Tullow-led group identify drilling prospect offshore Namibia

Tullow Oil and its partners have opted to drill the Cormorant prospect in the Walvis basin offshore Namibia.

Offshore staff

VANCOUVER, CanadaTullow Oil and its partners have opted to drill the Cormorant prospect in the Walvis basin offshore Namibia.

Targeted spud date is September 2018, according to Africa Energy.

The company recently farmed into 10% of the surrounding petroleum exploration license 37 (PEL 37) from Pancontinental Oil & Gas, agreeing to carry the latter for $5.5 million of the costs of the well.ONGC Videsh Vankorneft and Paragon Oil & Gas are the other partners.

Tullow has started the procurement process for drilling, which remains subject to government endorsement and entry into the next exploration period.

Cormorant is in a water depth of around 550 m (1,804 ft). This is one of a series of large base-of-slope turbidite fan prospects mapped from 3D seismic in the area that could hold significant combined resources, Africa Energy said.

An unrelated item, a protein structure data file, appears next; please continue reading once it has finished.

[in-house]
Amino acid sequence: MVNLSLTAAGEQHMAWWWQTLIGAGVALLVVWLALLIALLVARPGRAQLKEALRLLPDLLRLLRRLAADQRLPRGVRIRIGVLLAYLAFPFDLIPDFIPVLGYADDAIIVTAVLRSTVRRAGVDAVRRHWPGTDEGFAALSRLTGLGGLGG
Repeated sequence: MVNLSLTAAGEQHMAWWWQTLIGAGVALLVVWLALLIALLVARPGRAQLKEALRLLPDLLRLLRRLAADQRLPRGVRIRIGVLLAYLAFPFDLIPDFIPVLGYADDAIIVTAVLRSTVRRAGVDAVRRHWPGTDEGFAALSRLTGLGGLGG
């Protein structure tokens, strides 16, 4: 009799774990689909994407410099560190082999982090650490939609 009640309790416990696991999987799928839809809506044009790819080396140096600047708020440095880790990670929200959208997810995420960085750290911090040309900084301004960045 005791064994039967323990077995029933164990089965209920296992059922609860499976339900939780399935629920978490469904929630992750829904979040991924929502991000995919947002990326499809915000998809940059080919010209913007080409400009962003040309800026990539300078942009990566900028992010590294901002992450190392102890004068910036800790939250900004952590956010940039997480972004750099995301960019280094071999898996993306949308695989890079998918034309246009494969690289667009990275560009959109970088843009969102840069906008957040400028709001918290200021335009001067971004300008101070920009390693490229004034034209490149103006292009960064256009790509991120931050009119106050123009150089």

The fans overlie a mature oil-prone source rock of Aptian age, as proven by the nearby Murombe-1 and Wingat-1 wells.

In the Outeniqua basinoffshore South Africa, Africa Energy has agreed to farm into the exploration right for block 11B/12B, 175 km (109 mi) off the country’s southern coast.

The block extends across 19,000 sq km (7,336 sq mi) in water depths ranging from 200-2,000 m (656-6,561 ft).

Total operates with a 50% stake, with CNR International (South Africa) holding the remaining 50%. Under the farm-in deal, Main Street 1549 Proprietary Ltd., owned by Africa Energy, would acquire 5% interest from each of the current partners.

The company has agreed to fund part of Total and CNRI’s costs for a proposed exploration well up to a maximum of $7.55 million, plus certain payments due at various milestones associated with commercialization of hydrocarbons from the block.

Garrett Soden, Africa Energy’s president and CEO, said: “This is a unique opportunity for a company of our size to work with majors in what we believe to be the most prospective geology offshore the African continent. Our technical team knows the area well from their previous exploratory work off the southern coast.”


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